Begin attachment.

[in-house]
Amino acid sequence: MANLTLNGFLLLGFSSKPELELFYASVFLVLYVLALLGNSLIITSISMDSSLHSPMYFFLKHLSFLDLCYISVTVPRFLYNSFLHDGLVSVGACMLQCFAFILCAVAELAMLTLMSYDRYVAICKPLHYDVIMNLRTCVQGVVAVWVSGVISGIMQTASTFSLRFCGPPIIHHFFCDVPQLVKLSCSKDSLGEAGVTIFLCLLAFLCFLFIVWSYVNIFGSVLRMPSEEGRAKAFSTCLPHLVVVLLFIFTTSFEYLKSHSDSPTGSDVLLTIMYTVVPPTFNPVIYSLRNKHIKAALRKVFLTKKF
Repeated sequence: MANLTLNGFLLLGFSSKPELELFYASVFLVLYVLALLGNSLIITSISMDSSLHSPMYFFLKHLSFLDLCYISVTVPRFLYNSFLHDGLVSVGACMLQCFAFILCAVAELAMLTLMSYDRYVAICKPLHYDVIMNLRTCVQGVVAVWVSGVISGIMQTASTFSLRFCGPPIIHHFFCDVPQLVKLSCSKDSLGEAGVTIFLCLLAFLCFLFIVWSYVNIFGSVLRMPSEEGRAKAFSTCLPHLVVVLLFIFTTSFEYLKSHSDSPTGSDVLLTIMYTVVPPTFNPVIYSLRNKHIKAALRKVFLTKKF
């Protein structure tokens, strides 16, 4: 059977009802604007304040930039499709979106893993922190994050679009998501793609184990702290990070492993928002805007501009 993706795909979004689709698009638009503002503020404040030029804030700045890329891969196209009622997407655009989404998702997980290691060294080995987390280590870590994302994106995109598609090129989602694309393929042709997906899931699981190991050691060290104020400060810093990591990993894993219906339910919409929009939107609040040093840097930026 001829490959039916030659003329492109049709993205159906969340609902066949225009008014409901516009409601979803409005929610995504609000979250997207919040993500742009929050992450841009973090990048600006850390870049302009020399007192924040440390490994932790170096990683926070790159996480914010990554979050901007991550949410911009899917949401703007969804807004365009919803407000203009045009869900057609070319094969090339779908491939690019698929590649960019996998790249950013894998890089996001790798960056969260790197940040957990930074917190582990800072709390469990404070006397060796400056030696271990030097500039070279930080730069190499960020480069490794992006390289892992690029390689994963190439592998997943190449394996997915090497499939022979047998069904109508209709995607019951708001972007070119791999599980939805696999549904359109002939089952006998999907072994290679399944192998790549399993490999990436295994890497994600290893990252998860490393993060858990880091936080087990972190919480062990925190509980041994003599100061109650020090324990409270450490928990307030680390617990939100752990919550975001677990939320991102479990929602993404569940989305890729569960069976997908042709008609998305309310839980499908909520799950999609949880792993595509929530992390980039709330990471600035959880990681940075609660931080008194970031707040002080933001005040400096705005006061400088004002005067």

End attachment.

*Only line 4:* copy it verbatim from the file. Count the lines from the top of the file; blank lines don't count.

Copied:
């Protein structure tokens, strides 16, 4: 059977009802604007304040930039499709979106893993922190994050679009998501793609184990702290990070492993928002805007501009 993706795909979004689709698009638009503002503020404040030029804030700045890329891969196209009622997407655009989404998702997980290691060294080995987390280590870590994302994106995109598609090129989602694309393929042709997906899931699981190991050691060290104020400060810093990591990993894993219906339910919409929009939107609040040093840097930026 001829490959039916030659003329492109049709993205159906969340609902066949225009008014409901516009409601979803409005929610995504609000979250997207919040993500742009929050992450841009973090990048600006850390870049302009020399007192924040440390490994932790170096990683926070790159996480914010990554979050901007991550949410911009899917949401703007969804807004365009919803407000203009045009869900057609070319094969090339779908491939690019698929590649960019996998790249950013894998890089996001790798960056969260790197940040957990930074917190582990800072709390469990404070006397060796400056030696271990030097500039070279930080730069190499960020480069490794992006390289892992690029390689994963190439592998997943190449394996997915090497499939022979047998069904109508209709995607019951708001972007070119791999599980939805696999549904359109002939089952006998999907072994290679399944192998790549399993490999990436295994890497994600290893990252998860490393993060858990880091936080087990972190919480062990925190509980041994003599100061109650020090324990409270450490928990307030680390617990939100752990919550975001677990939320991102479990929602993404569940989305890729569960069976997908042709008609998305309310839980499908909520799950999609949880792993595509929530992390980039709330990471600035959880990681940075609660931080008194970031707040002080933001005040400096705005006061400088004002005067």